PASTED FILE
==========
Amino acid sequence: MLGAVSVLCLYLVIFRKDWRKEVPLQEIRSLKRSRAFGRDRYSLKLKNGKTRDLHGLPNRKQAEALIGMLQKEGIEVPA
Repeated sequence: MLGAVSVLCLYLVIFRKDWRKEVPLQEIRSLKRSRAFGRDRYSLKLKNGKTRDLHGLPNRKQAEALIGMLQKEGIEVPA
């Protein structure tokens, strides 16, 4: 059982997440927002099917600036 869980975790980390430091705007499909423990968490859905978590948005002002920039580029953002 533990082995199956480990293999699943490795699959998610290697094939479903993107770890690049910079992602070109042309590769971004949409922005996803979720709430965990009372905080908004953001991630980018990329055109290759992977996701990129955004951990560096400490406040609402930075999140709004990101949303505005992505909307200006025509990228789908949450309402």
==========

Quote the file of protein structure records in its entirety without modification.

Amino acid sequence: MLGAVSVLCLYLVIFRKDWRKEVPLQEIRSLKRSRAFGRDRYSLKLKNGKTRDLHGLPNRKQAEALIGMLQKEGIEVPA
Repeated sequence: MLGAVSVLCLYLVIFRKDWRKEVPLQEIRSLKRSRAFGRDRYSLKLKNGKTRDLHGLPNRKQAEALIGMLQKEGIEVPA
């Protein structure tokens, strides 16, 4: 059982997440927002099917600036 869980975790980390430091705007499909423990968490859905978590948005002002920039580029953002 533990082995199956480990293999699943490795699959998610290697094939479903993107770890690049910079992602070109042309590769971004949409922005996803979720709430965990009372905080908004953001991630980018990329055109290759992977996701990129955004951990560096400490406040609402930075999140709004990101949303505005992505909307200006025509990228789908949450309402």